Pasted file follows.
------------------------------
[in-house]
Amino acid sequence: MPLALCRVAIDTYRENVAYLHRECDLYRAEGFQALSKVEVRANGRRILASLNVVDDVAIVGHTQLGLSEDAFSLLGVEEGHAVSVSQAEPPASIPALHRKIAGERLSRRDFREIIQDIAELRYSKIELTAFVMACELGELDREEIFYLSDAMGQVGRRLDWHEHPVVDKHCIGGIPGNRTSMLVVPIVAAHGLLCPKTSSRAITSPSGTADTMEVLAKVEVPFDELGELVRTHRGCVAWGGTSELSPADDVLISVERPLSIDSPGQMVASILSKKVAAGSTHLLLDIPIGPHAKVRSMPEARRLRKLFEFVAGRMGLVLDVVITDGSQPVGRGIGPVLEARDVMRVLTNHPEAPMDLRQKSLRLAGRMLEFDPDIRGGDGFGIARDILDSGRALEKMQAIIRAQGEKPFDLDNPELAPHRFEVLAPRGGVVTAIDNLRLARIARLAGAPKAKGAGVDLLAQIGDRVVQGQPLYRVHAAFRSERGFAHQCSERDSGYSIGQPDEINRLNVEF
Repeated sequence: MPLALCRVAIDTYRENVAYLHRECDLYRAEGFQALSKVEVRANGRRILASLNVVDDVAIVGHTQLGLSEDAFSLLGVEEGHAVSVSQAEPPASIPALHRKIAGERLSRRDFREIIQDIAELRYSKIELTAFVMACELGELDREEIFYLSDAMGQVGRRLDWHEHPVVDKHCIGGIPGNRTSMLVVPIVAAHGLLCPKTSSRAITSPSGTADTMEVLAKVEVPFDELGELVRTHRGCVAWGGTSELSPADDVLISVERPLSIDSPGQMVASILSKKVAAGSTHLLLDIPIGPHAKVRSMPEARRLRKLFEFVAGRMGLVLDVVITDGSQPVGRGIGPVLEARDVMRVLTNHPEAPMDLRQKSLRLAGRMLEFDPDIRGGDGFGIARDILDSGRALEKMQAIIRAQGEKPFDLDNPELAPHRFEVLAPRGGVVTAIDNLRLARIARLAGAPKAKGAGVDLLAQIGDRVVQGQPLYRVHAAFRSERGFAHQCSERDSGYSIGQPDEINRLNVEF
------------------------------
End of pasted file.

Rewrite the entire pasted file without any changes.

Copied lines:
[in-house]
Amino acid sequence: MPLALCRVAIDTYRENVAYLHRECDLYRAEGFQALSKVEVRANGRRILASLNVVDDVAIVGHTQLGLSEDAFSLLGVEEGHAVSVSQAEPPASIPALHRKIAGERLSRRDFREIIQDIAELRYSKIELTAFVMACELGELDREEIFYLSDAMGQVGRRLDWHEHPVVDKHCIGGIPGNRTSMLVVPIVAAHGLLCPKTSSRAITSPSGTADTMEVLAKVEVPFDELGELVRTHRGCVAWGGTSELSPADDVLISVERPLSIDSPGQMVASILSKKVAAGSTHLLLDIPIGPHAKVRSMPEARRLRKLFEFVAGRMGLVLDVVITDGSQPVGRGIGPVLEARDVMRVLTNHPEAPMDLRQKSLRLAGRMLEFDPDIRGGDGFGIARDILDSGRALEKMQAIIRAQGEKPFDLDNPELAPHRFEVLAPRGGVVTAIDNLRLARIARLAGAPKAKGAGVDLLAQIGDRVVQGQPLYRVHAAFRSERGFAHQCSERDSGYSIGQPDEINRLNVEF
Repeated sequence: MPLALCRVAIDTYRENVAYLHRECDLYRAEGFQALSKVEVRANGRRILASLNVVDDVAIVGHTQLGLSEDAFSLLGVEEGHAVSVSQAEPPASIPALHRKIAGERLSRRDFREIIQDIAELRYSKIELTAFVMACELGELDREEIFYLSDAMGQVGRRLDWHEHPVVDKHCIGGIPGNRTSMLVVPIVAAHGLLCPKTSSRAITSPSGTADTMEVLAKVEVPFDELGELVRTHRGCVAWGGTSELSPADDVLISVERPLSIDSPGQMVASILSKKVAAGSTHLLLDIPIGPHAKVRSMPEARRLRKLFEFVAGRMGLVLDVVITDGSQPVGRGIGPVLEARDVMRVLTNHPEAPMDLRQKSLRLAGRMLEFDPDIRGGDGFGIARDILDSGRALEKMQAIIRAQGEKPFDLDNPELAPHRFEVLAPRGGVVTAIDNLRLARIARLAGAPKAKGAGVDLLAQIGDRVVQGQPLYRVHAAFRSERGFAHQCSERDSGYSIGQPDEINRLNVEF